More culpable to the AANP eye were Messrs Udogie and Romero. Taken in order, Udogie had a preliminary bout to sink his teeth into, as the ball was hoicked up to halfway, and he and Gordon exchanged a few pleasantries. Frankly, at this point, with the ball bobbling up to head height and three of lilywhite (or skin-coloured atrocity) persuasion covering two attackers, one’s eyes would have popped out of the head if informed that within ten seconds the ball would have been in our net. And in fact, Udogie seemed to have got to the root of the matter and emerged triumphant, placing self between ball and Gordon, and looking to the future with sunny optimism – only to then take a tumble to earth for no good reason and under minimal contact.

This glaring error having been brandished for the watching world, the situation had darkened, for sure, but was hardly forlorn. Romero and VDV were left staring at the whites of the eyes of Gordon and Isak, and one would have fancied the chances of the former duo. It was not necessary for our pair to make off with the ball and dash up t’other end to score; the remit was simply to prevent any immediate danger from flaring.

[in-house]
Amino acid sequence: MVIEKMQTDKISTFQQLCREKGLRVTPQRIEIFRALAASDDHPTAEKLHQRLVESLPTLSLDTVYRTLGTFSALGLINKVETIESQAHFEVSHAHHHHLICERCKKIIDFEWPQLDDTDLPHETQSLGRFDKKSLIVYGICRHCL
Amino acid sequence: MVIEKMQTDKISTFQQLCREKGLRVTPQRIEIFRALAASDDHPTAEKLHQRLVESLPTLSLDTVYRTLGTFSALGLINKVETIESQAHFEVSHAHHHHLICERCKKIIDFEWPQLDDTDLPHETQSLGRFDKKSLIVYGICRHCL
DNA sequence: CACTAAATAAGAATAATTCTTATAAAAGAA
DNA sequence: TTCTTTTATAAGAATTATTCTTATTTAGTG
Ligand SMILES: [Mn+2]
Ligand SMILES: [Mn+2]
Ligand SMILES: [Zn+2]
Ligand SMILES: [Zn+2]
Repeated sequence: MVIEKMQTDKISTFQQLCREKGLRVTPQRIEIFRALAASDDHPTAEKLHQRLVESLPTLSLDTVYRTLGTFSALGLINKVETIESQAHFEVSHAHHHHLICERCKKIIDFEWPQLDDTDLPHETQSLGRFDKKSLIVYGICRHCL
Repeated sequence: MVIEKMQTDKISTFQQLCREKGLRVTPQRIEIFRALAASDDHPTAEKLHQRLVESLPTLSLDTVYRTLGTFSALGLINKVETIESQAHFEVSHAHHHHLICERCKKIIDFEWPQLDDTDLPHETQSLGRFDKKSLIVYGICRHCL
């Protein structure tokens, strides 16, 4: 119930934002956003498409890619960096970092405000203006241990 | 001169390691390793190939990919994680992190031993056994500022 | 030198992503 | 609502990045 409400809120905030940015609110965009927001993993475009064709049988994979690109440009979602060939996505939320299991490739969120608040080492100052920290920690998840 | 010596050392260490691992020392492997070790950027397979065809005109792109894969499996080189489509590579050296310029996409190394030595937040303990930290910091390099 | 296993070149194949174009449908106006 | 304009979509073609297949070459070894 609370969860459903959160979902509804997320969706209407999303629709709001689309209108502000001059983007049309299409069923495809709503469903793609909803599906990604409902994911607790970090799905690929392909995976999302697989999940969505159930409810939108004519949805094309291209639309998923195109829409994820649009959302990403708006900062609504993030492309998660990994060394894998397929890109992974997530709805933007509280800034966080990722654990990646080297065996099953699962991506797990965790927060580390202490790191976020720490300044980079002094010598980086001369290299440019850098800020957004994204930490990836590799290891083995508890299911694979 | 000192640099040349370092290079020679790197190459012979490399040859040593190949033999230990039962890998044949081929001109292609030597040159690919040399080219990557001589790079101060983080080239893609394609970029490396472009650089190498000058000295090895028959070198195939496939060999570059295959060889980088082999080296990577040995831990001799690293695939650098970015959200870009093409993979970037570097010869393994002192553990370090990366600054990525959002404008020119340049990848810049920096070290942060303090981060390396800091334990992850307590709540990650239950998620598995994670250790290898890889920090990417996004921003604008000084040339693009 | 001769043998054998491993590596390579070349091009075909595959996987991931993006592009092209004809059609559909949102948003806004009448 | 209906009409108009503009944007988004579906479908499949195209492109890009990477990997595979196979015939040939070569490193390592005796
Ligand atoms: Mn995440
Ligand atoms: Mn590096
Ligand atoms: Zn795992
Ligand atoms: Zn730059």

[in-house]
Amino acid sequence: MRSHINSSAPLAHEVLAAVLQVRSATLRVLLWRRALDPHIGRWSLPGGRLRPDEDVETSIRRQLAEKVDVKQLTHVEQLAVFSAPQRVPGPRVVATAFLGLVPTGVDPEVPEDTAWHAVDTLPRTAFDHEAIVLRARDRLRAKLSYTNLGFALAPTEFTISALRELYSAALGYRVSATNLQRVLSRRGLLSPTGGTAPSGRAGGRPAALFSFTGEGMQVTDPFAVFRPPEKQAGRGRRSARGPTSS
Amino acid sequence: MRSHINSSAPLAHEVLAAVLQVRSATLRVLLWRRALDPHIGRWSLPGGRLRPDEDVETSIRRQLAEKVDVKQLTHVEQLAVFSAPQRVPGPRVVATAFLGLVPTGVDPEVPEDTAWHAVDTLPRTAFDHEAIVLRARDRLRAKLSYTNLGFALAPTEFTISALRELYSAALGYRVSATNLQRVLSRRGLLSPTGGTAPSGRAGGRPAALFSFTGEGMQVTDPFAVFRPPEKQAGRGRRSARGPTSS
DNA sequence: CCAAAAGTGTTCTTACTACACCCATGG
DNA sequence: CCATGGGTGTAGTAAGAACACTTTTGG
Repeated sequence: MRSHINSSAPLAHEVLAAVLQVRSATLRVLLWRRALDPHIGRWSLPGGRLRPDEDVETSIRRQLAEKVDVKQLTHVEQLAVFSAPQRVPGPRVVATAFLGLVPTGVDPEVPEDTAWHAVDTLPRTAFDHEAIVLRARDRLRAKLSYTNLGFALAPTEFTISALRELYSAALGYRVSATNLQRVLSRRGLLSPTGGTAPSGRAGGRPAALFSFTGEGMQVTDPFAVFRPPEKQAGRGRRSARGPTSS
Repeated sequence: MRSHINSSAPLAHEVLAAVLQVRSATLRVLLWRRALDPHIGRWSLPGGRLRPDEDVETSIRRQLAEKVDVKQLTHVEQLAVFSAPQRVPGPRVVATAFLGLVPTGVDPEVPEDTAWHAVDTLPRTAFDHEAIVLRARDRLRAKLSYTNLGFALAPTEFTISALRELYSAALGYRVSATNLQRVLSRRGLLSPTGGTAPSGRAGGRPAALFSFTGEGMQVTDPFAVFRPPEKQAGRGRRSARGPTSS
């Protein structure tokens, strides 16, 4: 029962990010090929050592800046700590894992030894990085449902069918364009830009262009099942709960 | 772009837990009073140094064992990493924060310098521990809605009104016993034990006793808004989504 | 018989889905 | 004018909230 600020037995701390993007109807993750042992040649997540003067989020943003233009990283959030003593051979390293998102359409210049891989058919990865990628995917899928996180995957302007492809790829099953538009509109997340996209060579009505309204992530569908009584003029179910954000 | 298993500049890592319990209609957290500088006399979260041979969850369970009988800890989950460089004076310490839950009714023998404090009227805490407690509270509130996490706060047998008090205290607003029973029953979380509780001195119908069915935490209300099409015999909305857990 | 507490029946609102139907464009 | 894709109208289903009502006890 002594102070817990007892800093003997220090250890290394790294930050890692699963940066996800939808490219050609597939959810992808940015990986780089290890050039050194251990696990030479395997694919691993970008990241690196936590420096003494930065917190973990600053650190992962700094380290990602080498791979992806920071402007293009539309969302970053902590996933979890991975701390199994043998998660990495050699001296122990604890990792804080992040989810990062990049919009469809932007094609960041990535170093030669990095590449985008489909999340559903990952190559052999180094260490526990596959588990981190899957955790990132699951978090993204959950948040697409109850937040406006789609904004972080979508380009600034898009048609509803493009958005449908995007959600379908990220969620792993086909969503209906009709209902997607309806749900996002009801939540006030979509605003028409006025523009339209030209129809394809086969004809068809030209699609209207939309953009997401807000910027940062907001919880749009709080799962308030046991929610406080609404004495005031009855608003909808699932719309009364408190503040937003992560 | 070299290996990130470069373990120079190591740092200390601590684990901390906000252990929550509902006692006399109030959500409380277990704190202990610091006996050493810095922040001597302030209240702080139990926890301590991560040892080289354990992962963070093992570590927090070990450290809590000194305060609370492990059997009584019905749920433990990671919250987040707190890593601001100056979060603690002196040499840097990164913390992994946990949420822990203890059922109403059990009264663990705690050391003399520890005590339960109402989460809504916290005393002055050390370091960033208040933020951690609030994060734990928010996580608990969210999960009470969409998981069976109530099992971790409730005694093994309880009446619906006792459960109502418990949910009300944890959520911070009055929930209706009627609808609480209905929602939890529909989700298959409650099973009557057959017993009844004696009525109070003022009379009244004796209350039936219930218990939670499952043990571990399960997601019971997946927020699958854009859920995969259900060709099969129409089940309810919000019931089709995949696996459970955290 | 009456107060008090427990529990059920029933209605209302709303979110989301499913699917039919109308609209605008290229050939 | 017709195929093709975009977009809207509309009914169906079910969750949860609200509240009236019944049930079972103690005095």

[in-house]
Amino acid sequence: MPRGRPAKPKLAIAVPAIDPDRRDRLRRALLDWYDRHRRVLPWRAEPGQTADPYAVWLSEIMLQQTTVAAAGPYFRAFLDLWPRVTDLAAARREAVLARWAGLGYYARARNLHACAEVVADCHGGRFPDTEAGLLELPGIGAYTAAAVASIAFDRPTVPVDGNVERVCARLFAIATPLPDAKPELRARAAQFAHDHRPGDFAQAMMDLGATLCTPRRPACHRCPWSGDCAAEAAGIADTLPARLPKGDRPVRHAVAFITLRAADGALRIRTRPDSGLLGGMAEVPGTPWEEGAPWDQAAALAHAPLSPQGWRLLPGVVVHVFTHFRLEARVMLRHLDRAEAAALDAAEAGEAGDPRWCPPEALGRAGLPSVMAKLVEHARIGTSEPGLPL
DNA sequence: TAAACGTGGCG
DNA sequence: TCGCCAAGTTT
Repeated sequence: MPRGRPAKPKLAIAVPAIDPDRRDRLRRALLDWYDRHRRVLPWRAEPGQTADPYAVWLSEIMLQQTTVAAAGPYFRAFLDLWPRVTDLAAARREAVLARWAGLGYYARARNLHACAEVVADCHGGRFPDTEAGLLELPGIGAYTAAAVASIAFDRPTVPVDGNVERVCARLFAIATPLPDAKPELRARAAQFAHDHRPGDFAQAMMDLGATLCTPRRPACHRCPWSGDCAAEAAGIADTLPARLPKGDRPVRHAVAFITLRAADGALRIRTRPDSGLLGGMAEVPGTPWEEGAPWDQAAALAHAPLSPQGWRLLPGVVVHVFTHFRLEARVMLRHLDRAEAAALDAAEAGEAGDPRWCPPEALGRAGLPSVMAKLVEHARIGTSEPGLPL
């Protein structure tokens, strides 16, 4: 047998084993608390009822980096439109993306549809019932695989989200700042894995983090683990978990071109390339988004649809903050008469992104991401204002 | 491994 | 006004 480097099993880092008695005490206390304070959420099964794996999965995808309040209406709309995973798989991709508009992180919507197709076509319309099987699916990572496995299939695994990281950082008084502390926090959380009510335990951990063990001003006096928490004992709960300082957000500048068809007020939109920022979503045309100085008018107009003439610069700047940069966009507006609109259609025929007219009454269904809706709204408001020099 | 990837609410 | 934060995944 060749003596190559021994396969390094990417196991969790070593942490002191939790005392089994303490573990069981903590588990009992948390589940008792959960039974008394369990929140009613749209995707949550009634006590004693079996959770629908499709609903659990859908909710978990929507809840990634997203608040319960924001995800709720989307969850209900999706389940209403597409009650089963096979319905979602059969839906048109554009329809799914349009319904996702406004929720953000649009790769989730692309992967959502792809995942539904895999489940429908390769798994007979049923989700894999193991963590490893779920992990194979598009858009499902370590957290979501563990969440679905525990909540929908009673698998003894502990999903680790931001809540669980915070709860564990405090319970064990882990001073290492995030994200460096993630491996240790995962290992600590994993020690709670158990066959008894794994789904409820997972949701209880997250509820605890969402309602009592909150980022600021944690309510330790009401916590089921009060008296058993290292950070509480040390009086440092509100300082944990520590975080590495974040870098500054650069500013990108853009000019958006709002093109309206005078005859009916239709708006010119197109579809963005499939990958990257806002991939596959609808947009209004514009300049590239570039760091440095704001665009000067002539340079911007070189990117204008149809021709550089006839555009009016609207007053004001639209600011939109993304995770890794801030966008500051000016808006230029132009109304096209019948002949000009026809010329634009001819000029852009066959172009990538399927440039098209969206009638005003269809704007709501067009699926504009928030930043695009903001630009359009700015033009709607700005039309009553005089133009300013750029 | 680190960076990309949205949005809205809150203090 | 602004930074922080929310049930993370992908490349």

Why, then, Romero went charging towards VDV’s man absolutely maddens me. There was really no need. VDV’s man, as the label suggests, was being closely monitored by VDV; but off charged Romero, and it was the work of an instant for Gordon (for thus do the documents of ‘VDV’s man’ state his legal name) to slip the ball into Isak. At this this point VDV recovered the ground and then fell, prompting that chorus of censure from the television studio; but to my mind those around him were equally complicit.

2. Our Defending for the Second Goal

As for the second, VDV’s ongoing to-dust-thou-shalt-return routine understandably reinforced him as the poster-boy of our defensive failings, but the real villain of the piece was undoubtedly Pedro Porro whose bizarre intervention set the blasted thing in motion.

If the early chapters of that particular scandal have slipped your mind they dashed well haven’t slipped mine, the gist being that a wayward clearance from Vicario towards our right was nodded back in our direction by a Newcastle head, presenting Master Porro with what might reasonably be described as a task for the to-do list, but hardly anything more demanding than that. In short, he had to reach a ball bouncing near the right-wing before an incoming Newcastle chappie, which task he accomplished without issue. All that remained was to deposit the ball into a location of minimal risk.

As such, the world was his oyster. Pretty much everywhere was an option, and pretty much anywhere would have sufficed. The stands, the atmosphere, over his head and back up the line – even booting it further in front of him and out for a corner would have been an odd, but low-risk choice. The one thing he needed to avoid doing was fashion a way to deliver the ball towards his own goal and into the lap of an opposing forward; but given the abundance of better and easier choices available, such an eventuality hardly seemed worth mentioning.